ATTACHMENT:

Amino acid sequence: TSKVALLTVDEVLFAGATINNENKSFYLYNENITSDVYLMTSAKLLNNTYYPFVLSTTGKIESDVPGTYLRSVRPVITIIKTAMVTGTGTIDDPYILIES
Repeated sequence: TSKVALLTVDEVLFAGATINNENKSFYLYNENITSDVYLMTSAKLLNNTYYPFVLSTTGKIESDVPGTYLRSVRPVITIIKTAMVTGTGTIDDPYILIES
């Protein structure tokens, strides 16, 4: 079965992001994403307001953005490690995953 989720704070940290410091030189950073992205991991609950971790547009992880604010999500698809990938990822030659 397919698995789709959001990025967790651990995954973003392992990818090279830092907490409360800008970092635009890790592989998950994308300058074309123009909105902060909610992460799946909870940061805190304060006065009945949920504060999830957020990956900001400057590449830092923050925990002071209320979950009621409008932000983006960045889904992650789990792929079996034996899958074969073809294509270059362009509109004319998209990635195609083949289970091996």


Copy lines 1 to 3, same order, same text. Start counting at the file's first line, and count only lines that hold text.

Amino acid sequence: TSKVALLTVDEVLFAGATINNENKSFYLYNENITSDVYLMTSAKLLNNTYYPFVLSTTGKIESDVPGTYLRSVRPVITIIKTAMVTGTGTIDDPYILIES
Repeated sequence: TSKVALLTVDEVLFAGATINNENKSFYLYNENITSDVYLMTSAKLLNNTYYPFVLSTTGKIESDVPGTYLRSVRPVITIIKTAMVTGTGTIDDPYILIES
């Protein structure tokens, strides 16, 4: 079965992001994403307001953005490690995953 989720704070940290410091030189950073992205991991609950971790547009992880604010999500698809990938990822030659 397919698995789709959001990025967790651990995954973003392992990818090279830092907490409360800008970092635009890790592989998950994308300058074309123009909105902060909610992460799946909870940061805190304060006065009945949920504060999830957020990956900001400057590449830092923050925990002071209320979950009621409008932000983006960045889904992650789990792929079996034996899958074969073809294509270059362009509109004319998209990635195609083949289970091996």